William S. Monroe, Curator of Medieval Manuscripts and Early Printed Books at the Brown University Library, writes about his discovery that one of the Library’s books belonged to Bernardo Bembo:
Cecil Clough once noted that we can learn much about the life and travels of Bernardo Bembo from the books he owned, especially “because of his tendency … to make biographical jottings in his manuscripts.” In another remark in the same article, he states that “interestingly enough there is no printed book that certainly can be associated with Bernardo’s library.” Now, thanks to Bernardo’s well-known habit, we can say that the second statement is no longer true.
The Annmary Brown Collection at the Brown University Library holds a copy of Augustine’s De civitate dei printed in Venice by Johannes and Wendelin of Speyer in 1470. The colophon to this edition notes that the printers come from Speyer. In the margin next to that colophon, is an inscription noting that two persons were passing by Speyer on the Rhine and decided to sign this book. The inscription reads: “D. Justus et B. Bemb. dum é regione Urbis Spire essemus internavigantes M.ccc.lxxi. xviiii. augusti . librum Signavimus.”
The date was 19 August 1471, the year after this book was printed in Venice. B. Bemb. is an abbreviation often used by Bernardo Bembo, who left Venice on 16 July to be the city’s ambassador to the Court of Burgundy. But who was “D. Justus”, and could the book have belonged to this person rather than Bembo? The second question is more easily answered. There are many more marginal notations in the book, mostly taking the form of indexing. These marginalia were made by at least two hands, and one is identical to that in other books (manuscripts) known to have belonged to Bernardo, as are many of the other marks, such as manicules. Moreover, on fol. 59v are the words of Bembo’s motto: Virtue & Honor.
As for D. Justus, I would suggest two possibilities. The most likely is Giusto de Baliis da Lendinara, to whom Bembo wrote some letters, and who was mentioned in others. Another possibility, but less likely, is Justus of Ghent, a contemporary painter. Justus of Ghent (or Joos van Wassenhoven) painted for the Duke of Montefeltro, having left Ghent for Italy in 1469 or 1470, and known to have been in Urbino between 1472 and 1474 working on his masterpiece, the Communion of the Apostles.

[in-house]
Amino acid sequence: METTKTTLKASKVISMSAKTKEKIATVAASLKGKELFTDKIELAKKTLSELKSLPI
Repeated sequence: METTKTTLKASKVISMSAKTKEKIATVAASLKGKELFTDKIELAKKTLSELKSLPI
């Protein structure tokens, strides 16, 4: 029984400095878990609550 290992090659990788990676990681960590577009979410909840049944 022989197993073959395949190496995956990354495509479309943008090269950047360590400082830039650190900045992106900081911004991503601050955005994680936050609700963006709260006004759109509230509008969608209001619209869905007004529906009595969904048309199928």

At any rate, the volume merits more study, and is available in the John Hay Library at Brown University. To make an appointment to view the book, email firstname.lastname@example.org.
 Cecil H. Clough, “The Library of Bernardo and of Pietro Bembo,” The Book Collector 33 (1984): 302-331. This remark is on p. 312.
 Clough, p. 313. Clough mentions, in a footnote, that he had earlier believed four printed books to be attributed to Bernardo’s library, but now rejects them. It should be noted, however, that a book published just a year later attributes two other printed books to Bernardo’s library. See Nella Giannetto, Bernardo Bembo, umanista e politico veneziano (Florence: Olschki, 1985), p. 356-357.
 Augustine, De civitate dei (Venice: Johannes and Vindelinus de Spira, 1470), John Hay Library, Annmary Brown 230. ISTC: ia01233000.
 This inscription was pointed out to me by my student assistant, Caroline Hughes, while assisting me in recording interesting features of the collection.
 Giannetto, Bernardo Bembo, p. 27.
 For manicules, including the characteristic manicules of Bembo, see William H. Sherman, Used Books: Marking Readers in Renaissance England (Philadelphia: University of Pennsylvania Press, 2008), esp. pages 35-36.
 Giannetto, Bernardo Bembo, p. 29, 401-402, 408.
 Jacques Lavalleye, Juste de Gand: peintre de Frédéric de Montefeltre (Louvain: Bibliothèque de L’Université, 1936), p 40-50. Would Justus of Ghent have travelled back to the Low Countries in 1471? Little is known for certain of his travels, but he would have been known by humanists such as Bernardo, and they could have travelled together.